Design is more than aesthetics and beauty

This really resonates with me:

from Longitudinal Slum

wallpaper* Not So Good For The City

Adam Greenfield lays out his vision of an urban utopia. Before assembling an urban kit-of-parts taken from the best that several cities have to offer, he writes an honest blurb that exemplifies why we shouldn’t be so quick to trust the design elite with our cities, or many of its institutions, big or small.

The first thing that might surprise folks who know me – unless they’ve been paying very close attention – is how little I trust high-end design and architecture to deliver enduringly congenial urban environments; long, sad experience with the kind of hotels, shops, restaurants, bars and clubs you so often see gleaming from the pages of wallpaper* and its ilk has convinced me that, however beautiful they may be, such locales are all too often the province of fabulous wannabes and overprivileged douchelords.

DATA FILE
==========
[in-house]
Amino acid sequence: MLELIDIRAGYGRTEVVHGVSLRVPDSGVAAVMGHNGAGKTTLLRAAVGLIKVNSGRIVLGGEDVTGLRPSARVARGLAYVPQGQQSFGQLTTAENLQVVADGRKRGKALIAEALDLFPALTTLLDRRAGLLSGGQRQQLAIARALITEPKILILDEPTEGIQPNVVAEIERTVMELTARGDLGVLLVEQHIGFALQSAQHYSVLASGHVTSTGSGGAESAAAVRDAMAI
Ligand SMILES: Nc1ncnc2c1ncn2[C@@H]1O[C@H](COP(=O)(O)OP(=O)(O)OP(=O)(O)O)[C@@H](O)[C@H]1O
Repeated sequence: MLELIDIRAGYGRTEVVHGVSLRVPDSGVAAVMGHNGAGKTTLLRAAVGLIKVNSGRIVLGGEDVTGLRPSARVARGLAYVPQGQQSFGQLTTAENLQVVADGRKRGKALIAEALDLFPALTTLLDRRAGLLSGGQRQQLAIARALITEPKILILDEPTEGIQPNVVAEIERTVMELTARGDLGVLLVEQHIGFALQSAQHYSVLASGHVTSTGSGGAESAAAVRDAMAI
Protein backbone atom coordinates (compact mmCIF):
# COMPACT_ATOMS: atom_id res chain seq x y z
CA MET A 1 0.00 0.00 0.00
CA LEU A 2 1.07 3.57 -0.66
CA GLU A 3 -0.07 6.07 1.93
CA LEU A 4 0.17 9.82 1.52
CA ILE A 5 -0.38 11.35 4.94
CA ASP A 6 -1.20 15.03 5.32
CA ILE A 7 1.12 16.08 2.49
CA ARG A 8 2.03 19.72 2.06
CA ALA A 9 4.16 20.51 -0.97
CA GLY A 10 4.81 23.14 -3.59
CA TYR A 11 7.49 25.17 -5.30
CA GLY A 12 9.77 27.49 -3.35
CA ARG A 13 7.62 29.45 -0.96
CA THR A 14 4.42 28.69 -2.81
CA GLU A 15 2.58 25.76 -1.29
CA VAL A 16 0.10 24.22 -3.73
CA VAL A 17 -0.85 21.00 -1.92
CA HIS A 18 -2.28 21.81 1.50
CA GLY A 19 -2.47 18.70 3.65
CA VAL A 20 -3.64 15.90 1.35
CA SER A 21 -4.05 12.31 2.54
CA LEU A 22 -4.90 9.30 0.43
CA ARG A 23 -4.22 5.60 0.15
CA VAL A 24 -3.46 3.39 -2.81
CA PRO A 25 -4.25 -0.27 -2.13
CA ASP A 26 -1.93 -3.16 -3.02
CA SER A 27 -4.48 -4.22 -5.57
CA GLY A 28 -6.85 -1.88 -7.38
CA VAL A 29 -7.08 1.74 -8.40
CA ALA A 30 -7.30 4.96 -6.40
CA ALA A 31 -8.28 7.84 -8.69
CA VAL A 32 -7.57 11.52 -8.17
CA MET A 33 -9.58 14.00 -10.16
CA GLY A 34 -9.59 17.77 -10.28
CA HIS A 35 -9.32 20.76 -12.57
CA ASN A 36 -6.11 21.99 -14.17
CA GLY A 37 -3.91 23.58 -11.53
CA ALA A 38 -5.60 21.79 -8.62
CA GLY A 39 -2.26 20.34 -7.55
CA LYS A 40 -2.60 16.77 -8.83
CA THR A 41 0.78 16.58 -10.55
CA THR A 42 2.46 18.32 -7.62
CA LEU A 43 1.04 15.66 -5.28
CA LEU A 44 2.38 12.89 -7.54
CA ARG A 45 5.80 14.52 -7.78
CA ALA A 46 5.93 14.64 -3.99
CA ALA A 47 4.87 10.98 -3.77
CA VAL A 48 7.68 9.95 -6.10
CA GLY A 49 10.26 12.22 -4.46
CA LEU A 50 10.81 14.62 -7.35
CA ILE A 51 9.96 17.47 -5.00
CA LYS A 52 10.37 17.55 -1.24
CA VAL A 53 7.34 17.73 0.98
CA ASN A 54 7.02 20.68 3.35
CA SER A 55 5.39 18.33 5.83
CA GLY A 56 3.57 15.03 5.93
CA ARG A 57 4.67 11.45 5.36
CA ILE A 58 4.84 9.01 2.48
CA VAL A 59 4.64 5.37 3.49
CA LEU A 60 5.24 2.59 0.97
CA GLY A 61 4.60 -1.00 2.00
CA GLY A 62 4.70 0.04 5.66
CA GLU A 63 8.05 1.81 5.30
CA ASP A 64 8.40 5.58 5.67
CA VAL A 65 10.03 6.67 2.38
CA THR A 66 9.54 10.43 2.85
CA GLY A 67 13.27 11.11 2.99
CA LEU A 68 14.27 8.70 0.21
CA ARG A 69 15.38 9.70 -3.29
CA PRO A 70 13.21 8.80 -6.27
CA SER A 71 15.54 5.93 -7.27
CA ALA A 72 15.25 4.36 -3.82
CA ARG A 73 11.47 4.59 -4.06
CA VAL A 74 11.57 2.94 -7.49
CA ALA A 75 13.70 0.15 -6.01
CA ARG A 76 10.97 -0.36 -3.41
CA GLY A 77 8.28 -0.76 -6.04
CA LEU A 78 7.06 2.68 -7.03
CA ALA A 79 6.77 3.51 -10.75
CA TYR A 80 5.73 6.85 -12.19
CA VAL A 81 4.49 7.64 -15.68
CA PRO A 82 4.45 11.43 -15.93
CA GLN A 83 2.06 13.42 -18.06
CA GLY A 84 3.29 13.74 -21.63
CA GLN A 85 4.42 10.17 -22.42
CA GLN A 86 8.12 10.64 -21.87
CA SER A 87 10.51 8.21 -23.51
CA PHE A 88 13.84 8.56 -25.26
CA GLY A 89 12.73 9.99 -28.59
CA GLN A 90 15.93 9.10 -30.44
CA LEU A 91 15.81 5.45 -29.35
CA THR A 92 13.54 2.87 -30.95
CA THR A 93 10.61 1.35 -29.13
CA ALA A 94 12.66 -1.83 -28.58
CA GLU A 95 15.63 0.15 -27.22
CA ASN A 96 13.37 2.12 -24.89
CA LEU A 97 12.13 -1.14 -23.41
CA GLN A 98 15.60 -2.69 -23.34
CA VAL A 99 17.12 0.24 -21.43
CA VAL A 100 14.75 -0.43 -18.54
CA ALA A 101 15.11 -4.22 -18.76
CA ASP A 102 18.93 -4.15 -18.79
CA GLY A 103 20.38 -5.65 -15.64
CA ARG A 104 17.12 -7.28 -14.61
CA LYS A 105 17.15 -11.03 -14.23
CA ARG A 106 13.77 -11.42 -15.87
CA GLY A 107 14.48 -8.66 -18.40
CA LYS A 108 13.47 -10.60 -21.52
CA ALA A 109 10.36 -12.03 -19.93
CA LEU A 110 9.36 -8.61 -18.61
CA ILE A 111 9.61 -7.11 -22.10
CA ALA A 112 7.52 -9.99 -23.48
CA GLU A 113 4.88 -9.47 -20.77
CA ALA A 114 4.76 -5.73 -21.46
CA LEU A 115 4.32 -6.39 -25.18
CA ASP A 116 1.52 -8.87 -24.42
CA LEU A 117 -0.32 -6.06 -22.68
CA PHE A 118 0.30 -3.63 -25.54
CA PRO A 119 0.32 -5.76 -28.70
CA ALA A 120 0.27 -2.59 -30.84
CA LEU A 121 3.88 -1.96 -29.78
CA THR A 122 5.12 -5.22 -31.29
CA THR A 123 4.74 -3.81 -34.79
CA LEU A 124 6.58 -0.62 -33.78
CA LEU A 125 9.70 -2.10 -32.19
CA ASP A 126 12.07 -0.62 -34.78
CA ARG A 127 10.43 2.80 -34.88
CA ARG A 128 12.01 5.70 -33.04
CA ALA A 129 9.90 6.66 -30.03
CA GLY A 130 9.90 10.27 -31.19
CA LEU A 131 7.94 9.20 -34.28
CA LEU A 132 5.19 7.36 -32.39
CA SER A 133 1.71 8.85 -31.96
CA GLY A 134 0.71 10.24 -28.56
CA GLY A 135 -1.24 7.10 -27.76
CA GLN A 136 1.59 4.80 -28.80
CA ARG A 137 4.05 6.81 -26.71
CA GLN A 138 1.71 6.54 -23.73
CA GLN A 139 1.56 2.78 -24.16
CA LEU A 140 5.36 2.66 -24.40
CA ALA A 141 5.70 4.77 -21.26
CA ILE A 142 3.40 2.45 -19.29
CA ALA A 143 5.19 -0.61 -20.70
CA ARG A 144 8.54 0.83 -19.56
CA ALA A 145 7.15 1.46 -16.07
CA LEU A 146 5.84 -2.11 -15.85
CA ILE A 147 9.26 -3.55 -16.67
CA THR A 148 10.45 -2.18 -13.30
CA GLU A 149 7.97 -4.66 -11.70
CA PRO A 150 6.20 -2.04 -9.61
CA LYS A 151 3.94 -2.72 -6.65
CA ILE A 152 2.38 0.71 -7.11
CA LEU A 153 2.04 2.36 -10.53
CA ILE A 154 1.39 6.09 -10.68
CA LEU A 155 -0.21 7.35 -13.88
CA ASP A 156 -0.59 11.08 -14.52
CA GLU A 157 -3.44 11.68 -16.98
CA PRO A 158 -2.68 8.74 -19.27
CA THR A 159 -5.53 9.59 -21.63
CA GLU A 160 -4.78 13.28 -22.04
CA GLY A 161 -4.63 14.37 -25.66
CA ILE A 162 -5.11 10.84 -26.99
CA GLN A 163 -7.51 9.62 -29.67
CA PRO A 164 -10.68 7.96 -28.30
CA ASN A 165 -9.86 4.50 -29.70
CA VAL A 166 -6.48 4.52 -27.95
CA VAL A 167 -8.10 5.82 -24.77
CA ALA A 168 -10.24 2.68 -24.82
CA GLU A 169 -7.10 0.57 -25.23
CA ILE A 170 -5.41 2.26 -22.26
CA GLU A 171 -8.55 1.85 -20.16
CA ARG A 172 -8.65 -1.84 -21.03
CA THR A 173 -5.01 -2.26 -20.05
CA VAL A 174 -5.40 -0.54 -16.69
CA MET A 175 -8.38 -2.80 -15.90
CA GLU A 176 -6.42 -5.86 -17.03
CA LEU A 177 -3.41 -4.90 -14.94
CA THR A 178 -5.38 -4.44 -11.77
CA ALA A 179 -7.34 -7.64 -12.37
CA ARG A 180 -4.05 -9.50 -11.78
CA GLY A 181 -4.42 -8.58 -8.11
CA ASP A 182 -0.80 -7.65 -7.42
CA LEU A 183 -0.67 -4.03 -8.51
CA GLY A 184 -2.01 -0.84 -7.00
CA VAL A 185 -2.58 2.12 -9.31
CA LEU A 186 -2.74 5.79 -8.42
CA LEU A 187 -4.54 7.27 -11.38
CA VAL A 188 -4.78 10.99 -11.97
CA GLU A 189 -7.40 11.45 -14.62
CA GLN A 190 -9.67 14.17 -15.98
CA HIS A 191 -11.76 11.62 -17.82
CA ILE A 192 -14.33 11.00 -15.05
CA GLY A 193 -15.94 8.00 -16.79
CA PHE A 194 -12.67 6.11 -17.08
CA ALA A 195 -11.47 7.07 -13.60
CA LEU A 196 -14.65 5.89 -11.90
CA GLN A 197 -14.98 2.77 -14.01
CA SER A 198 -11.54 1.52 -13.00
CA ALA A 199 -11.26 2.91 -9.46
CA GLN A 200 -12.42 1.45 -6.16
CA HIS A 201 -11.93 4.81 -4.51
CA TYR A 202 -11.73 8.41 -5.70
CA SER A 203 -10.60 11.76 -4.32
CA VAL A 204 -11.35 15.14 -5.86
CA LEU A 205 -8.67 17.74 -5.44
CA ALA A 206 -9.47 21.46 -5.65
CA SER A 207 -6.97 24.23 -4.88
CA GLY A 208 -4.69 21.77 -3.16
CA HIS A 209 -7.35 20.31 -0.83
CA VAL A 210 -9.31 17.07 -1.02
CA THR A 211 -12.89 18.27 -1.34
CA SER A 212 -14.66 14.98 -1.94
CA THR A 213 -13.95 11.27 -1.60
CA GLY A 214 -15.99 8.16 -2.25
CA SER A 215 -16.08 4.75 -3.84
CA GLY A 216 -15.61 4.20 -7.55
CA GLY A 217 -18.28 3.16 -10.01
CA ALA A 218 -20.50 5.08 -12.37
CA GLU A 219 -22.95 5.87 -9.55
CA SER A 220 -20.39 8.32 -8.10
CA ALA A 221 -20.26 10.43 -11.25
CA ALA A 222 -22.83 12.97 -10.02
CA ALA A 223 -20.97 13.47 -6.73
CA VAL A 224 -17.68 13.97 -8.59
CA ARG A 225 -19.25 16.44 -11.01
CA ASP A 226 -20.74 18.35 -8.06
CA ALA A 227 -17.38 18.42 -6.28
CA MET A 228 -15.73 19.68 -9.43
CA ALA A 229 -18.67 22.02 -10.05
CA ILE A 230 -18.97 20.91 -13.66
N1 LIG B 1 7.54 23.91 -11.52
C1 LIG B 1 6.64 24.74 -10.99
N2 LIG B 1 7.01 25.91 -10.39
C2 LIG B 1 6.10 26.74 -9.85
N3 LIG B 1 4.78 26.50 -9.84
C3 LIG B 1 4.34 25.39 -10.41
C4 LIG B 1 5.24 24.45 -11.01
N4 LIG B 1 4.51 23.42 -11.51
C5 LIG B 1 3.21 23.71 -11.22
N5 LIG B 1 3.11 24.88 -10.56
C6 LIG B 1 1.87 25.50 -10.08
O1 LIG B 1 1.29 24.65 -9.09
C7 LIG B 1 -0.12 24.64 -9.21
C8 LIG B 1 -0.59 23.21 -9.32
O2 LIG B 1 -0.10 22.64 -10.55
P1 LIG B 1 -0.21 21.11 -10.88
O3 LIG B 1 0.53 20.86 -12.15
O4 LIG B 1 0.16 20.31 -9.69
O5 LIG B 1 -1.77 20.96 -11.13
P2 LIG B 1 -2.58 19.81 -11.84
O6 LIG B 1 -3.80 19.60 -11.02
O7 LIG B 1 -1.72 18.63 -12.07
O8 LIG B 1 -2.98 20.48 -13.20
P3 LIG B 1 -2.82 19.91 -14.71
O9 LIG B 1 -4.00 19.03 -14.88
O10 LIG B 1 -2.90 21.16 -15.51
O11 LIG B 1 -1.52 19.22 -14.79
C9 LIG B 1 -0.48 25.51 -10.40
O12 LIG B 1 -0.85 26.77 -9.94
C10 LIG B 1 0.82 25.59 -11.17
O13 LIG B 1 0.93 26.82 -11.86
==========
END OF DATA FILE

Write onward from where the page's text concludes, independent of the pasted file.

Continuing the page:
This telling view exemplifies my own disillusionment with design strictly grounded in aesthetics and beauty. Moving to Manhattan from design-starved Nebraska six years ago, I was in heaven, suddenly surrounded with access to high-design in a multitude of scales. Within a couple of years it was clear to me that this level of design either (in many instances) didn’t contribute to the urban fabric, and was geared to the ‘overprivileged douchelords’ Adam refers to.

(Follow the link if you don’t know what wallpaper* is)


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